Sunday, August 9, 2009

The IE Team Responds to the HTML5 Draft Standard

In an message to the W3C’s HTML development mailing list, Adrian Bateman from Microsoft’s Internet Explorer team provides feedback about the draft HTML5 specification that I can only describe as breathtakingly curmudgeonly and obstructionist.

One of simplest and seemingly least-controversial goals of the new HTML5 standard is to make the web more semantic. This has generally taken the form of adding tags such as <nav>, <section>, <aside>, <header> and <footer>. These new tags aren’t intended to improve the display of web pages; that was already accomplished with CSS and the more generic <div> and <span> tags. Instead, these tags are meant to aid the interpretation of web pages by software so that search engines and screen readers can better handle different types of content. Such noble sentiments, however, fail to impress Microsoft:

It’s not clear why these new elements in particular are necessary. Those that use HTMLElement for their interface provide no extra functionality beyond <div class="xxx"> or <span class="">.

Microsoft also displays remarkable institutional inertia and a general “we’d really rather not bother” attitude. For example, the HTML5 draft introduces a long-needed <datagrid> element for displaying data organized by tree or list. Microsoft, however, seems to prefer the existing hacks that try to circumnavigate this deficiency in the current standard:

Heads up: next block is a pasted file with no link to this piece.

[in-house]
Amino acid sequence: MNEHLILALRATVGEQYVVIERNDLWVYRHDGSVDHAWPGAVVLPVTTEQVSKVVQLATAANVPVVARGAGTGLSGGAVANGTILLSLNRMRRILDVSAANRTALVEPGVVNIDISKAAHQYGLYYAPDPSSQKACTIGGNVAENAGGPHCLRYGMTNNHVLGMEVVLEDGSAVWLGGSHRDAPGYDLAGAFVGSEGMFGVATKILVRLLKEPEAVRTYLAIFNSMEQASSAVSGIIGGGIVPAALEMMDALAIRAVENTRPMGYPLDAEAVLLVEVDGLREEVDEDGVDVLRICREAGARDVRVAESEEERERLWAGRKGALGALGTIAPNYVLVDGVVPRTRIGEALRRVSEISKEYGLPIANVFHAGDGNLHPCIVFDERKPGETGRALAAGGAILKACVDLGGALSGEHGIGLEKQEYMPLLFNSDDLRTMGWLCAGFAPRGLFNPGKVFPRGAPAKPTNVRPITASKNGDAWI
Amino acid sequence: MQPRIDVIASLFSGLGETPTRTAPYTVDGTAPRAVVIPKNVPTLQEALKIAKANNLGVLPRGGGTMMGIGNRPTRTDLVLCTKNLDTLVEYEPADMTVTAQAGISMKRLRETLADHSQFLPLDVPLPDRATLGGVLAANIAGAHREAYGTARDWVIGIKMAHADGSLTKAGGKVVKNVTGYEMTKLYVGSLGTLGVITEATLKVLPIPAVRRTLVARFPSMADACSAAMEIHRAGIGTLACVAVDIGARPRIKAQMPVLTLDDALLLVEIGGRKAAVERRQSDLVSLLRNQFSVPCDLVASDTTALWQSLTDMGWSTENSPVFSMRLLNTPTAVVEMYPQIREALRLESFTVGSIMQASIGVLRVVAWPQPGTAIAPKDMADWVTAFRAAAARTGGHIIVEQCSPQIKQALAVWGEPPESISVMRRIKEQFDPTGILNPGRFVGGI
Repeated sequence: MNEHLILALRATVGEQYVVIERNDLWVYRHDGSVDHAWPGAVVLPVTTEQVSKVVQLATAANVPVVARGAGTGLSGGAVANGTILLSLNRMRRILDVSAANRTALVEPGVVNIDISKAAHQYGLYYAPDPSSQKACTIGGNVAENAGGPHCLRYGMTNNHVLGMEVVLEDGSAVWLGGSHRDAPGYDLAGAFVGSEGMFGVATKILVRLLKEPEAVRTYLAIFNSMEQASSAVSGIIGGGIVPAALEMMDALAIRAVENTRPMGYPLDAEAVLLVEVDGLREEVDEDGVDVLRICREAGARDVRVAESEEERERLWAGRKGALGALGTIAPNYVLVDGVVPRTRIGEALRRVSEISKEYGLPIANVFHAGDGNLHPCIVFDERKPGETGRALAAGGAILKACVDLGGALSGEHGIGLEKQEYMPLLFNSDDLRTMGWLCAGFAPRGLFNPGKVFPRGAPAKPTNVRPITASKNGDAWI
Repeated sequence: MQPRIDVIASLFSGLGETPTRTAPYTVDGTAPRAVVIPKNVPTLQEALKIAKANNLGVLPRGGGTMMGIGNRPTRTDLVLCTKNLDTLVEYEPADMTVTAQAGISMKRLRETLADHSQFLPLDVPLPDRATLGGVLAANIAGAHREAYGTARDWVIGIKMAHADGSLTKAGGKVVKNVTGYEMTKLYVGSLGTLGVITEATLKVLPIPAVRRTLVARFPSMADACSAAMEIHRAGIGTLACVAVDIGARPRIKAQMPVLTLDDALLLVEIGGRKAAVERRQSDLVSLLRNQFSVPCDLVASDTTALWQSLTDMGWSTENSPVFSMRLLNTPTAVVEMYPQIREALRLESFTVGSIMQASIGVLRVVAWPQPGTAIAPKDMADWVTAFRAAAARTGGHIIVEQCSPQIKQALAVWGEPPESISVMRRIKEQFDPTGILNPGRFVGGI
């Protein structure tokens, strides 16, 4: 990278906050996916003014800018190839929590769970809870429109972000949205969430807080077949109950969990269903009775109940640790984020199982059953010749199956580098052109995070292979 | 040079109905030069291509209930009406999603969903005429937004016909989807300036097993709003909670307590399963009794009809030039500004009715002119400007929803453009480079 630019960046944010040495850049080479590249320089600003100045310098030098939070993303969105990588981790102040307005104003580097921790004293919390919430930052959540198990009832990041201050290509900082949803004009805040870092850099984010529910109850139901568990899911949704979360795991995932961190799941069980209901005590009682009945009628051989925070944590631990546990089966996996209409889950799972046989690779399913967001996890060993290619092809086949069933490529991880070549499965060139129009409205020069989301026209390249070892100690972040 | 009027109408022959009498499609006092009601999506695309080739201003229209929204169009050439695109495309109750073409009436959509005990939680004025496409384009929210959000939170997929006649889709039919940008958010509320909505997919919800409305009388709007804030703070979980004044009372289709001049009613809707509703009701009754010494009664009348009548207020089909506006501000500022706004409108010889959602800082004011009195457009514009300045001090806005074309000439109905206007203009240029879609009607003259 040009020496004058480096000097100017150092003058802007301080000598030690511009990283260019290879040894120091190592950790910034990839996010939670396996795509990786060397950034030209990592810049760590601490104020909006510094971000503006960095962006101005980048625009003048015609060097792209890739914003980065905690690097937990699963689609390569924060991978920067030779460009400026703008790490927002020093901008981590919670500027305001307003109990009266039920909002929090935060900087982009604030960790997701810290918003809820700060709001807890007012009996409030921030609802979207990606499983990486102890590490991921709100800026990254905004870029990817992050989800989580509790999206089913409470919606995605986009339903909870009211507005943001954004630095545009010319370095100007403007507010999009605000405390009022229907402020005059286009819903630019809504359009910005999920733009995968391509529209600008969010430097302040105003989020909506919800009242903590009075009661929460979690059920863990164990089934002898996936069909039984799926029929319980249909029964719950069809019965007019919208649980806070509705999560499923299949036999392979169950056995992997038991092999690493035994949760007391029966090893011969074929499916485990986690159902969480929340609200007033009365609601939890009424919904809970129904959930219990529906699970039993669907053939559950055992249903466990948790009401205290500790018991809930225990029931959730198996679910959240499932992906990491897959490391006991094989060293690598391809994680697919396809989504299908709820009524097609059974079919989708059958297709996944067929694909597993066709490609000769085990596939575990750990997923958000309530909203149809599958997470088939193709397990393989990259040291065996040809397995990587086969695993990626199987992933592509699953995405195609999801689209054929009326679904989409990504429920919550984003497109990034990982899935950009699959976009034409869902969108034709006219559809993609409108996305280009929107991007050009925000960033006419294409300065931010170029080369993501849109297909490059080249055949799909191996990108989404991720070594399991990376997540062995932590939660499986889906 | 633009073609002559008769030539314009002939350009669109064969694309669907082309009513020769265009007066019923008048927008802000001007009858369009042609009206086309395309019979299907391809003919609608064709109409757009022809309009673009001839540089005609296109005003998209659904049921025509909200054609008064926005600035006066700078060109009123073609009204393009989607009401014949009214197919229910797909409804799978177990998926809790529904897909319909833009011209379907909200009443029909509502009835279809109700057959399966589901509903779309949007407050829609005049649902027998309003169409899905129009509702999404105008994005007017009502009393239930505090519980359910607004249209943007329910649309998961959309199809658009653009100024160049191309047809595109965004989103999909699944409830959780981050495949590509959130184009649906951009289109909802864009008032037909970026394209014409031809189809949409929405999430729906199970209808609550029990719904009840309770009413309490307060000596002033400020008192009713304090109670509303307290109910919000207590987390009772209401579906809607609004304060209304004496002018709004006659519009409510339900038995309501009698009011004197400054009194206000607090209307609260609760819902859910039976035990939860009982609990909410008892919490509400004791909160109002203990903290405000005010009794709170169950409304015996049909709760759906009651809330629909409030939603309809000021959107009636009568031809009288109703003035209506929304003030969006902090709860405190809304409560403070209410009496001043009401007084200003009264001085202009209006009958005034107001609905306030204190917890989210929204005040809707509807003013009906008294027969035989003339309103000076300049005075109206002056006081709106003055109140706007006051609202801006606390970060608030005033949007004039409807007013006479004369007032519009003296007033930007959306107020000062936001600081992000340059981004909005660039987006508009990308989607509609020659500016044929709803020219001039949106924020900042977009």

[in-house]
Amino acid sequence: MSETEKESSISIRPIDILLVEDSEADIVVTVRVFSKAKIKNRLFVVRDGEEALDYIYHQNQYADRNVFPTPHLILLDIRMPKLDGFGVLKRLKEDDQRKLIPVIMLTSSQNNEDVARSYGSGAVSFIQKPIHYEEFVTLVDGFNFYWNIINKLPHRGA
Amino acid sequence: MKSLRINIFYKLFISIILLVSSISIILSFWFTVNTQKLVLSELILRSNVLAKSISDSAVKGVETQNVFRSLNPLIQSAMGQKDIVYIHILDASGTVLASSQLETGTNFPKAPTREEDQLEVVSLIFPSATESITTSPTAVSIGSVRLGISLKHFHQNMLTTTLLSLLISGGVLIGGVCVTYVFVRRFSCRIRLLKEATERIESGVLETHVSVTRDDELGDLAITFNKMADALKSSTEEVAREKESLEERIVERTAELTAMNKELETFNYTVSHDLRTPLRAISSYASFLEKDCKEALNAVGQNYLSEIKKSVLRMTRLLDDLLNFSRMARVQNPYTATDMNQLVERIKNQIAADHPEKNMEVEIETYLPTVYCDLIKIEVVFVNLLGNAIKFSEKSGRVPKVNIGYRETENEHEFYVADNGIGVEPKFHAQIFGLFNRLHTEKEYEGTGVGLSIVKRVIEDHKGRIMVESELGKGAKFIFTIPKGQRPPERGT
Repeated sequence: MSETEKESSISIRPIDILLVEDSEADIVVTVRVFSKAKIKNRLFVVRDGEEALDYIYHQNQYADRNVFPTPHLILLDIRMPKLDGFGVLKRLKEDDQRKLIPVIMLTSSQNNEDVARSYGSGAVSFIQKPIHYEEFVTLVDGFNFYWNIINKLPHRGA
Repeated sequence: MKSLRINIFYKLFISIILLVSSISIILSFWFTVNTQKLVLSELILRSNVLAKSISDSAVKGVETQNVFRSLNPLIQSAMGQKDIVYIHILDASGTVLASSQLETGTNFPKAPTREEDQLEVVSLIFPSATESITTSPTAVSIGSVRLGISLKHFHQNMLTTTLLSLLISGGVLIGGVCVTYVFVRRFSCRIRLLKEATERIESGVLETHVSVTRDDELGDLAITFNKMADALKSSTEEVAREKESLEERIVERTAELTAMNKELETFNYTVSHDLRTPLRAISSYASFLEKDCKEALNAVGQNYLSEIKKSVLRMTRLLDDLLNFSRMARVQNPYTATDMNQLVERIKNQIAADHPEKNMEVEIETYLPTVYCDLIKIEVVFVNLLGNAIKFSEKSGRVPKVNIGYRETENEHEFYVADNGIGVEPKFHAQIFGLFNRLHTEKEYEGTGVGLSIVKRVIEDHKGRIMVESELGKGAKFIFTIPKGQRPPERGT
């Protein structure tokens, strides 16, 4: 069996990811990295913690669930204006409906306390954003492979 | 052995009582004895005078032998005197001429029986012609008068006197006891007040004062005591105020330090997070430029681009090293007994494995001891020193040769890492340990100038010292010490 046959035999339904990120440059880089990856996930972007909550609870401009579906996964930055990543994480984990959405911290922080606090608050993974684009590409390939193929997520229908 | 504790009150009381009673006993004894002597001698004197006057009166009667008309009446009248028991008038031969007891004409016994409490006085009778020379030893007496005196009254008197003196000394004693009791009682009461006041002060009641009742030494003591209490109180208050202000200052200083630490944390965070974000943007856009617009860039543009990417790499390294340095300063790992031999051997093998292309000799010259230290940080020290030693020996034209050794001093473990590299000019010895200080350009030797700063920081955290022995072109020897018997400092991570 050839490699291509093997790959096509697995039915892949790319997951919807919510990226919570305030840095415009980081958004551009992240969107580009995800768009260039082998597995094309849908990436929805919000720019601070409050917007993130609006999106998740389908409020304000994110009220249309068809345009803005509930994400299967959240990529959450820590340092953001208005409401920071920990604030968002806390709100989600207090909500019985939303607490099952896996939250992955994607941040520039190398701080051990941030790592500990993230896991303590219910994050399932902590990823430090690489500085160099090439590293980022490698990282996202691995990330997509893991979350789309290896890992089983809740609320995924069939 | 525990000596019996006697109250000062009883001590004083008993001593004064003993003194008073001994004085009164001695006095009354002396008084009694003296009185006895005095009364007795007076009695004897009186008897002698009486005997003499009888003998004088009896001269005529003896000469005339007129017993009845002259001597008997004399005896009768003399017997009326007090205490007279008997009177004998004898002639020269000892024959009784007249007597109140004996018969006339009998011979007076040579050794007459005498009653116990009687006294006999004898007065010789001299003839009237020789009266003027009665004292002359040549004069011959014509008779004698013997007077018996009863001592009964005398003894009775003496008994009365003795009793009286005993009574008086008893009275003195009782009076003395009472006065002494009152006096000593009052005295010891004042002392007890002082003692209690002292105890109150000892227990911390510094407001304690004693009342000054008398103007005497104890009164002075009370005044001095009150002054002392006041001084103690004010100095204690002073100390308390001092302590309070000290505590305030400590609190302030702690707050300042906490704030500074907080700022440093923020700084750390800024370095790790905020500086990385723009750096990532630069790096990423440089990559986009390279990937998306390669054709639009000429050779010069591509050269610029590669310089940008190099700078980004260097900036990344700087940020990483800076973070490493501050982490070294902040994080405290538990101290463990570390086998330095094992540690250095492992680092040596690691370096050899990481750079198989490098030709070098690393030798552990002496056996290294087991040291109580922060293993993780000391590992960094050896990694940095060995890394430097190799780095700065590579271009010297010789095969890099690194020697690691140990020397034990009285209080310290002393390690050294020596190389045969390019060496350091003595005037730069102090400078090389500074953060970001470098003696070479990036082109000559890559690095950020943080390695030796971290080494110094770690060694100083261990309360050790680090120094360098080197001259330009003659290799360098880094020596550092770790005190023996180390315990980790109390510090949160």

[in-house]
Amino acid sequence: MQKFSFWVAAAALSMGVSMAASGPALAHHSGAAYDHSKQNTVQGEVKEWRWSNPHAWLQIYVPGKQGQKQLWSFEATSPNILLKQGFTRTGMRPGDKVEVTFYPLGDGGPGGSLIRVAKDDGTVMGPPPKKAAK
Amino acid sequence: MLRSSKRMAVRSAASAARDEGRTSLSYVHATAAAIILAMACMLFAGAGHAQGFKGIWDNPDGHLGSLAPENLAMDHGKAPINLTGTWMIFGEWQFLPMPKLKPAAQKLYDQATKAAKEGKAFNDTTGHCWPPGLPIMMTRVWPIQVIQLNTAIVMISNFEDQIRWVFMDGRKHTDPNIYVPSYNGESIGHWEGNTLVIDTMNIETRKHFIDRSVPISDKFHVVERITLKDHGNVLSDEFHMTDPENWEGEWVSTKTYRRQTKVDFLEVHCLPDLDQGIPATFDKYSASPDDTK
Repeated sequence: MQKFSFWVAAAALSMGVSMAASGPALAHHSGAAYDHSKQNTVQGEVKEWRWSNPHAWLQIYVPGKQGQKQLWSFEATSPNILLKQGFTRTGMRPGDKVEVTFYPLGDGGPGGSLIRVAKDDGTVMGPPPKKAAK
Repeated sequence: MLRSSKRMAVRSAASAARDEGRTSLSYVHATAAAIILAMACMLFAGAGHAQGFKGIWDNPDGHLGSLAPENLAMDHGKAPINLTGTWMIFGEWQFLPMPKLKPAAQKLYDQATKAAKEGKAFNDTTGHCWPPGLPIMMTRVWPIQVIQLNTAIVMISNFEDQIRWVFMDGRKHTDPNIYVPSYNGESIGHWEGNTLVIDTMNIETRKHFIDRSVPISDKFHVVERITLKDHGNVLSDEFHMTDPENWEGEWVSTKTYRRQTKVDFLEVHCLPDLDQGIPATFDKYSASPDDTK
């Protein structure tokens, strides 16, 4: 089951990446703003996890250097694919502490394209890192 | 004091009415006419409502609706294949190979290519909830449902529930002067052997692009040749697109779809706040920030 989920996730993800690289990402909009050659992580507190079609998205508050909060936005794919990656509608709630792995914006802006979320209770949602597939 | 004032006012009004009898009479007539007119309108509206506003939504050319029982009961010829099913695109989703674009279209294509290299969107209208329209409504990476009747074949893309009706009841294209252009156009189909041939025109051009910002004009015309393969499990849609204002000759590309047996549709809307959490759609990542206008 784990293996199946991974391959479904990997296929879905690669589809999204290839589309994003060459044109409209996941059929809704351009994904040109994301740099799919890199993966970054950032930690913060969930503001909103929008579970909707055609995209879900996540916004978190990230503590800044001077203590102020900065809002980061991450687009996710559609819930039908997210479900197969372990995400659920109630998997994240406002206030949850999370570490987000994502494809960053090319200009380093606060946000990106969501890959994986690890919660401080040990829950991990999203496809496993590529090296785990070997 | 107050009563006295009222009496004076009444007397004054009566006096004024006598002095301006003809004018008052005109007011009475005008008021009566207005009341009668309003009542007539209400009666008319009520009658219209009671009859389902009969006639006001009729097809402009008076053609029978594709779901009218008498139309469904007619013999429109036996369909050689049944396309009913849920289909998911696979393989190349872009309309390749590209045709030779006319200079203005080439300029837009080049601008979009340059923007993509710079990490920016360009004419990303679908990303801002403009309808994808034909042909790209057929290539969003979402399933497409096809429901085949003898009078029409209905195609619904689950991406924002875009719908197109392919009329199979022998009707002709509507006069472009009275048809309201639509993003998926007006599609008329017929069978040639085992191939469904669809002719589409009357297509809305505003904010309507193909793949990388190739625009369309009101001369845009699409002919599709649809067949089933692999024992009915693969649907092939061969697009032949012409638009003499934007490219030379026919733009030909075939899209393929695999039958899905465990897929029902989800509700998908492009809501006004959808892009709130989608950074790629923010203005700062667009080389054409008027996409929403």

There are a number of libraries providing support for databinding using script and HTML. We’re not sure this is the correct design and we will investigate further.

Microsoft even has the audacity to raise some security concerns:

We believe there is a risk in allowing an element of this nature to be manipulated by script because it could create a scenario where developers auto-select it as part of the onload page (to force their website to be accessed as an individual app) and the user would see a consent dialog without knowing why. This would remove the user from being in control of the experience.

It’s possible that there is a legitimate security concern here, but it’s just too hard for me to take seriously from the company that continues to support the notoriously insecure and dangerous ActiveX plugin system in its browser.

The good news is that HTML5 is gathering tremendous support from the other browser vendors and especially the web development community. So much so that even Microsoft can’t ignore it without risking its browser hegemony. The bad news is that Microsoft is still perfectly capable of doing what it has always done: implementing those parts of the standard that it doesn’t like so poorly that no one wishing to support Internet Explorer will bother with them.